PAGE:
Legal and regulatory proceedings

Navigating legal or regulatory processes

Put it in writing, with care

An article for physicians by physicians
Originally published October 2001 / Revised August 2008


Documentation in clinical notes and in reports to third parties should be factual, objective, and appropriate to the purpose.

Of interest to physicians dealing directly with patients

How you record your observations can help keep you out of medico-legal trouble.

Consider these scenarios:

  1. A family physician had a middle-aged patient for many years, a nurse who became unable to work with what is generally called "burnout". One problem was her relationship with her manager, about which the patient confided extensively. A sick note provided by the physician documented stress "due to ongoing problems at work and harassment by (the manager's name)." The patient gave this note to her employer, and the manager complained to the provincial regulatory authority (College).

    The complaints committee was critical of the physician. Their decision reads in part, "…the problems would not have arisen had the doctor used language such as 'the patient perceives' or 'the patient complains of ' or 'the patient states.' The doctor made statements based solely on information given by the patient, without attributing that information source."

  2. Disability claims and the associated examinations are a frequent source of complaints. The patient may have expressed frustration with the procedure used by a third party (usually an insurance company) to process the claim and may see the physician as a solution. The patient may become even more frustrated if the physician's letter does not provide sufficient information or is simply not supportive.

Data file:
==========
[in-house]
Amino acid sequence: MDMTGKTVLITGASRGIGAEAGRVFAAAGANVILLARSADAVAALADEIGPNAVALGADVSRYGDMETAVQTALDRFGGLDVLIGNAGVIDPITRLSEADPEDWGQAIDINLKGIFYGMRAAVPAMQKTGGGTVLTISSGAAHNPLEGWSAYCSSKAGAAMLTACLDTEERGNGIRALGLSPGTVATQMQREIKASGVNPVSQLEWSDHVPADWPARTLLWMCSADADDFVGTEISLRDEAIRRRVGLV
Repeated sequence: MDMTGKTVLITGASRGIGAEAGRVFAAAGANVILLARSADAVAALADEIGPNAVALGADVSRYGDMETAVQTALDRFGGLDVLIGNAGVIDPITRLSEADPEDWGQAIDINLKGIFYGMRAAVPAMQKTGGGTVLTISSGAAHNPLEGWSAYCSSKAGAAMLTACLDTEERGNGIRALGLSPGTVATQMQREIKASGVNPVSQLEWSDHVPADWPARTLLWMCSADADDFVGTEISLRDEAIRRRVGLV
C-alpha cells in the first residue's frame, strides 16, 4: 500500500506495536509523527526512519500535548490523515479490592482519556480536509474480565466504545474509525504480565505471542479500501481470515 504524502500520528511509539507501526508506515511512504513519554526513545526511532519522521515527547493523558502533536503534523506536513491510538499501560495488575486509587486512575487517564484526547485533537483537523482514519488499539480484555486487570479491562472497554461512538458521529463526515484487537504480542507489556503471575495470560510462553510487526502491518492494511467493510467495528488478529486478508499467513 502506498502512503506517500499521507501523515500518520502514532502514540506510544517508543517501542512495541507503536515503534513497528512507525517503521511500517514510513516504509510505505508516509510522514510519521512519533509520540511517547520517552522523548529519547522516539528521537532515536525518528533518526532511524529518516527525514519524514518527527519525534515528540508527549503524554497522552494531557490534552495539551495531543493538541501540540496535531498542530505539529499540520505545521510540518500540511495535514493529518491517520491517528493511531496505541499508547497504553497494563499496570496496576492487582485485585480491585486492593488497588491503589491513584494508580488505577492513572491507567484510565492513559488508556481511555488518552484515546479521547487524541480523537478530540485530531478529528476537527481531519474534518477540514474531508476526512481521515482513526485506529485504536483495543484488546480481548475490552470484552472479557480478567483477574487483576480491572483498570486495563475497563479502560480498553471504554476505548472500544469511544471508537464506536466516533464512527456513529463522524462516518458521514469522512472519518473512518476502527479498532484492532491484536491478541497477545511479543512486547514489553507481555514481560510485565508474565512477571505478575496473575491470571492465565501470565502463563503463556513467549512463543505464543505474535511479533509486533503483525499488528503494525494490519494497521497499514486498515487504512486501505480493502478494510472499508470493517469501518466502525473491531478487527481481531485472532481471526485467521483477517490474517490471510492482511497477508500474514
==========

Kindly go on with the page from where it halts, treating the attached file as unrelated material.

Physicians are advised to seek clarification of the third party's needs. Claims assessors need factual information about the patient's condition to determine whether that condition is covered by that employer's policy. The employer may simply need to know whether the patient is fit or unfit for work, or if the employee's illness requires that the work be modified. Patients should provide written authorization. Physicians should strive to be objective when stating their medical opinions.

  3. Physicians are particularly vulnerable in divorce and custody issues. In most cases information has been provided by the patient or parent; physicians should be careful in their documentation to acknowledge the source of the information. It is particularly important to limit any opinion to your area of medical expertise, especially when discussing parenting capability.

In any scenario, after you have written a note, look at it and ask yourself:

  • Is this true and is it my own first-hand knowledge of events?
  • Can I vouch under oath that this is true?

Then, look at the note again, and ask yourself:

  • Is this objective?


DISCLAIMER: The information contained in this learning material is for general educational purposes only and is not intended to provide specific professional medical or legal advice, nor to constitute a "standard of care" for Canadian healthcare professionals. The use of CMPA learning resources is subject to the foregoing as well as the CMPA's Terms of Use.